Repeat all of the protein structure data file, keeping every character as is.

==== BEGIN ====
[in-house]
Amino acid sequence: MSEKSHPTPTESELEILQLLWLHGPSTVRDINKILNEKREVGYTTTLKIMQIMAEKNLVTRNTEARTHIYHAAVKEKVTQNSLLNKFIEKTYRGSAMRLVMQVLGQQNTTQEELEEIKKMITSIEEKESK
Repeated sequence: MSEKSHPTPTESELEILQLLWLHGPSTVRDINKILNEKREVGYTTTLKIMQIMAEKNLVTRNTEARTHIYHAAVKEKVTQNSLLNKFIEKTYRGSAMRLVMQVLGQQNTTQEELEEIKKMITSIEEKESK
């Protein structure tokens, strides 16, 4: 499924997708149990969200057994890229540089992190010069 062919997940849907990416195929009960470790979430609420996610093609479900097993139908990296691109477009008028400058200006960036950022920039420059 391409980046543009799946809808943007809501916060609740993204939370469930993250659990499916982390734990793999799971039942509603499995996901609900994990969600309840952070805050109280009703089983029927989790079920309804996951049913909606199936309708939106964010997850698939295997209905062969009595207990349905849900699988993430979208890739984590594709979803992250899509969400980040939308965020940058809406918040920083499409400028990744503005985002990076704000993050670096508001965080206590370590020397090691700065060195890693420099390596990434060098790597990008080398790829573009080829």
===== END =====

[in-house]
Amino acid sequence: MSEKSHPTPTESELEILQLLWLHGPSTVRDINKILNEKREVGYTTTLKIMQIMAEKNLVTRNTEARTHIYHAAVKEKVTQNSLLNKFIEKTYRGSAMRLVMQVLGQQNTTQEELEEIKKMITSIEEKESK
Repeated sequence: MSEKSHPTPTESELEILQLLWLHGPSTVRDINKILNEKREVGYTTTLKIMQIMAEKNLVTRNTEARTHIYHAAVKEKVTQNSLLNKFIEKTYRGSAMRLVMQVLGQQNTTQEELEEIKKMITSIEEKESK
């Protein structure tokens, strides 16, 4: 499924997708149990969200057994890229540089992190010069 062919997940849907990416195929009960470790979430609420996610093609479900097993139908990296691109477009008028400058200006960036950022920039420059 391409980046543009799946809808943007809501916060609740993204939370469930993250659990499916982390734990793999799971039942509603499995996901609900994990969600309840952070805050109280009703089983029927989790079920309804996951049913909606199936309708939106964010997850698939295997209905062969009595207990349905849900699988993430979208890739984590594709979803992250899509969400980040939308965020940058809406918040920083499409400028990744503005985002990076704000993050670096508001965080206590370590020397090691700065060195890693420099390596990434060098790597990008080398790829573009080829």